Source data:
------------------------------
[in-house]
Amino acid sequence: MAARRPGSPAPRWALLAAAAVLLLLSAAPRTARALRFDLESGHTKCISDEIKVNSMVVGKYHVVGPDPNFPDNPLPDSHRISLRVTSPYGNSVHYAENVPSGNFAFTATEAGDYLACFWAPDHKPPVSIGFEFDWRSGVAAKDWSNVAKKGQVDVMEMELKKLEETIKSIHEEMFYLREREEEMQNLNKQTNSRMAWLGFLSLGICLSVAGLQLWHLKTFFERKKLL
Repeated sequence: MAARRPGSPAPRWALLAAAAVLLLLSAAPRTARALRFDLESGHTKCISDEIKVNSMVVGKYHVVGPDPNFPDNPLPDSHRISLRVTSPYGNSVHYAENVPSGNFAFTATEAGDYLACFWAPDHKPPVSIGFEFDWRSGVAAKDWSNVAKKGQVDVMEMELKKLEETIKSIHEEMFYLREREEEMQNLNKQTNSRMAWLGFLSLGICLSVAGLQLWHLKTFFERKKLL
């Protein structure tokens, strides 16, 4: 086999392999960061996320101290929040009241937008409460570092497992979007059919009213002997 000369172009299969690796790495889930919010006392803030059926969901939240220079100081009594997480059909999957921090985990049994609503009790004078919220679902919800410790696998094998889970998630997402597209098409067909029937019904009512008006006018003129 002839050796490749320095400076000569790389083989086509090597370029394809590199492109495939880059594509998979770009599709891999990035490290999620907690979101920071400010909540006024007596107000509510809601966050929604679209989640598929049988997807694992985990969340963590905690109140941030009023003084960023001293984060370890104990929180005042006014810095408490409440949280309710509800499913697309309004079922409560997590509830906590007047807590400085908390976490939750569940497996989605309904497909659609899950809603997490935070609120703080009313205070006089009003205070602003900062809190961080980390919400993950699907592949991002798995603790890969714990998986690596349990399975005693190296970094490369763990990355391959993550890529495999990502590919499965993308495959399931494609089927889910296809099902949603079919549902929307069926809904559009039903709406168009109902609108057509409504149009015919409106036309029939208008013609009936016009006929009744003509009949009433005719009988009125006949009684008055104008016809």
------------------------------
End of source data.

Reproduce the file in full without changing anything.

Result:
[in-house]
Amino acid sequence: MAARRPGSPAPRWALLAAAAVLLLLSAAPRTARALRFDLESGHTKCISDEIKVNSMVVGKYHVVGPDPNFPDNPLPDSHRISLRVTSPYGNSVHYAENVPSGNFAFTATEAGDYLACFWAPDHKPPVSIGFEFDWRSGVAAKDWSNVAKKGQVDVMEMELKKLEETIKSIHEEMFYLREREEEMQNLNKQTNSRMAWLGFLSLGICLSVAGLQLWHLKTFFERKKLL
Repeated sequence: MAARRPGSPAPRWALLAAAAVLLLLSAAPRTARALRFDLESGHTKCISDEIKVNSMVVGKYHVVGPDPNFPDNPLPDSHRISLRVTSPYGNSVHYAENVPSGNFAFTATEAGDYLACFWAPDHKPPVSIGFEFDWRSGVAAKDWSNVAKKGQVDVMEMELKKLEETIKSIHEEMFYLREREEEMQNLNKQTNSRMAWLGFLSLGICLSVAGLQLWHLKTFFERKKLL
């Protein structure tokens, strides 16, 4: 086999392999960061996320101290929040009241937008409460570092497992979007059919009213002997 000369172009299969690796790495889930919010006392803030059926969901939240220079100081009594997480059909999957921090985990049994609503009790004078919220679902919800410790696998094998889970998630997402597209098409067909029937019904009512008006006018003129 002839050796490749320095400076000569790389083989086509090597370029394809590199492109495939880059594509998979770009599709891999990035490290999620907690979101920071400010909540006024007596107000509510809601966050929604679209989640598929049988997807694992985990969340963590905690109140941030009023003084960023001293984060370890104990929180005042006014810095408490409440949280309710509800499913697309309004079922409560997590509830906590007047807590400085908390976490939750569940497996989605309904497909659609899950809603997490935070609120703080009313205070006089009003205070602003900062809190961080980390919400993950699907592949991002798995603790890969714990998986690596349990399975005693190296970094490369763990990355391959993550890529495999990502590919499965993308495959399931494609089927889910296809099902949603079919549902929307069926809904559009039903709406168009109902609108057509409504149009015919409106036309029939208008013609009936016009006929009744003509009949009433005719009988009125006949009684008055104008016809």